It's time for my daily incantation:
"OK Google, what time is it?"OK, I don't ask Google to bring coffee. I stick my head out the door and make my wakeful state known. I make a mental note to program Google to flash a light in the kitchen when I'm ready for my first coffee of the day
"OK Google, turn on National Public Radio"
"OK Google, turn on bedroom lights"
"OK Google, bring coffee"
A few minutes later, the coffee arrives.
I like to start my day slowly, reading the news on my tablet. I skim through a range of material, including Politico and the New York Times. If the news is too much to stomach this early in the morning, I retreat to a tech site like Gizmodo, or research travel possibilities.
I get up, potter some more, then wash dishes by hand. Tomorrow, somebody will come to fix the dishwasher; today, I'm the dishwasher.
Soon, I "need" more coffee. An important element of aging in place is being close to coffee shops. We plan to live in our new neighborhood for decades, which means planning for decrepitude. We have several coffee choices within a couple blocks; today I choose Connexion, the cafe at Open Book.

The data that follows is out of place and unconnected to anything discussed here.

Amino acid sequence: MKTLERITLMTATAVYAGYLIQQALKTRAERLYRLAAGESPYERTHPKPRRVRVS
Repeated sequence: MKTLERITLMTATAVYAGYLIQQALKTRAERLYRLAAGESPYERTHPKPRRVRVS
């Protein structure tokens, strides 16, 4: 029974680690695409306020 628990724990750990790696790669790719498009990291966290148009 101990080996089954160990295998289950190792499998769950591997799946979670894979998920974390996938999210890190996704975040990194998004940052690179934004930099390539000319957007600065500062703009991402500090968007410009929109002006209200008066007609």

I walk out of our building and look up at the condominium block under construction next door.
I walk past a former brothel and across the road to Open Book (pictured at the top of this post). The barista greets me by name, then, unasked, pours my coffee and plates a freshly baked slice of crumb cake.
Open Book houses book-oriented nonprofits. There's a bookshop, a book arts organization that puts on exuberant exhibitions, and The Loft Literary Center. I've taken a one-day writing course at The Loft and have promised myself more education along those lines.
My mind turns to cooking: what will I dish up for Dwight's birthday tomorrow? I head up the road to Whole Foods to squeeze the eggplant.